We will investigate anything to make our club better.
—Omar Minaya, 2006
The Mets is a very good thing. They give everybody a job. Just like the WPA.
—Billy Loes, 1962
The 1962 Mets won 40 games.
The 2006 Mets won 40 games by June 12.
The 1962 Mets had Cliff Cook, Gus Bell and Gene Woodling.
The 2006 Mets have Cliff Floyd, Heath Bell and Chris Woodward.
The 1962 Mets had Hobie Landrith.
The 2006 Mets have Jose Reyes.
Sammy Drake and Sammy Taylor.
Carlos Beltran and Carlos Delgado.
Bob Miller and Bob Miller.
Lo Duca and El Duque.
Roger Craig had two first names.
Anderson Hernandez has two last names.
Ed Kranepool came up young.
As has Lastings Milledge.
Gil Hodges' career began during World War II.
As has Julio Franco's.
Vinegar Bend Mizell.
Harry Chiti was traded for Harry Chiti.
Roberto Hernandez was traded for Roberto Hernandez…by way of Xavier Nady.
You can barely tell the 1962 Mets and 2006 Mets are related. Sure they have the same family name, but where's the resemblance? While it's true that one was instantly immortalized and the other is potentially legendary, it's just as true that one was more godawful than the other is awful good.
One will clinch fairly soon. The other was eliminated in early September.
Clarification: Eliminated in early September from finishing in NINTH place. The 1962 Mets were statistically eliminated from pennant contention in early August. They were spiritually out of it long before that.
So what's the connection, besides the faintest of DNA, between the lovable losers of 1962 and the wonderful winners of 2006? Well, when Guillermo Mota first takes the mound as a Met (and presumably aims at his first batter as a Met), he will become the 45th player to play for the Mets this year.
So, in all of 1962, the Mets used 45 players. Trading for Mota means we will, as soon as tonight, August 22, catch the worst team in modern baseball history square in the middle of the revolving roster door.
Significance? It is thought, with more than a modicum of logic and a dollop of evidence to support it, that the more players you burn through, the worse you must be. The most players the Mets ever used in one year was 54 in 1967. They lost 101 games. Two years ago, Joe Hietpas' ninth-inning cameo on the final day of the season meant 52 different Mets played in 2004.
Check the right field wall for me when you get a chance and let me know if the Mets won anything in 2004.
Conversely, if you're good, it implies you have the right people in the right positions and you stick with them. The 1969 world champions employed 35 Mets. The 1986 crew encompassed 36 — even if only 20 got to promenade on Saturday night. Two years later, the Mets won a division title with 32 players, the fewest to don the blue and orange in one annum.
As the Mets have added more colors to their scheme since 1988, it's become customary to add more bodies to their floating crap game of a roster year-in and year-out. Winning the Wild Card in 1999 called for just enough Jeff Tams, Shane Halters and Dan Murrays to match '62's 45. Forty-seven men, including one Mann who is now a Duck , contributed to the 2000 flag march.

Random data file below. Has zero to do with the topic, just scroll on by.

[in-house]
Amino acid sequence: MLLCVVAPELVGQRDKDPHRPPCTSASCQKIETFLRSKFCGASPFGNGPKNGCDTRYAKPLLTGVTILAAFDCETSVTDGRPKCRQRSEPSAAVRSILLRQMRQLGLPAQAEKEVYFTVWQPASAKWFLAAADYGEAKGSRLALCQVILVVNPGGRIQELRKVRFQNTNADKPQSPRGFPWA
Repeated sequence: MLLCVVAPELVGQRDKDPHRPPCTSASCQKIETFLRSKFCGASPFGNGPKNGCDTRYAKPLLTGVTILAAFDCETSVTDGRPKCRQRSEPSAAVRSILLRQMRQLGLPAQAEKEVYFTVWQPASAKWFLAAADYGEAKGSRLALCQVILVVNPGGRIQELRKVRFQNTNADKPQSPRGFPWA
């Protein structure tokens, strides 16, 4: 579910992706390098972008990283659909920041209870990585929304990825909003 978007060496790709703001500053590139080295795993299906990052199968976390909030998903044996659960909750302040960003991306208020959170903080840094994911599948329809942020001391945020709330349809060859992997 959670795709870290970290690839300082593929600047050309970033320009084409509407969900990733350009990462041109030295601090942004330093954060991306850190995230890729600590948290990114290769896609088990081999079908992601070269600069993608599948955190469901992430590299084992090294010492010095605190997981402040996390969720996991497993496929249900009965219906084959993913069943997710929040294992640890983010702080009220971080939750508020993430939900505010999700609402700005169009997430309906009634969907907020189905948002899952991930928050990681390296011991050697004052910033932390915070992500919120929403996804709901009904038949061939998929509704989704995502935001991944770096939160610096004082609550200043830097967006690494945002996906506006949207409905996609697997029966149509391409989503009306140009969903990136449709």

We want to believe 2006 will result in greater things than '99 and '00. It will — the total of players used will almost surely be greater than in either of those years. Obtain Shawn Green and promote Oliver Perez and — boom! — you've exceeded one Wild Card winner and equaled another. Though he wouldn't add a notch to the all-time roster (which, with Mota's first high and tight pitch, will hit 796), our dream date  Edgardo Alfonzo would raise the '06 count to 48, breaking the record for most Mets used by a playoff-bound team.
How can a club so good be composed of so many? It's counterintuitive. If lousy teams — and none will ever be lousier than 1962's Mets — cry for turnover, swell teams that have been in first place since April 6  must not demand much tinkering.
Intuition, however, ain't what it used to be. Consider how different times are from 44 years ago.
• Player movement is uniformly rapid.
• With ten teams created since the first round of expansion, there are many more big-leaguers to be tested, evaluated and discarded.
• Impatience runs rampant, especially in New York.
• Budgets are bigger, especially in New York.
• Injuries have always dictated moves — it took 40 Mets to overcome a particularly painful 1973 — and this year has seen enough aches to excite Excedrin. What we quaintly refer to as the starting rotation has required a dozen different arms to continue spinning on its own axis.
• A general manager given a free hand in personnel matters has proven he feels untethered to the talent accumulated by his predecessors. Hey, Victor Diaz wasn't my idea. Tell him to book one-way.
Yes, perfectly logical reasons abound as to why Meeting the Mets can take all day these days. Still, we ended last season with 771 Mets ever and, with 25 NuMets already augmenting the rolls in 2006 (once we ink in Mota), we have a fair shot to reach 800 by this season's end. Use one more guy than that and we're talking 50 players on a division champion. We'll be waaaaay closer to the quantity associated with the futility of 1967 than the efficiency linked to 1988. As is, we're a single Verizon Call to the Bullpen away from being in league with the 1962 Mets and all the instability for which they will forever stand.
And the roster is still ten days from expanding.
Three words were invented for this type of Metsian phenomenon in 1962. Each of them was Amazin'.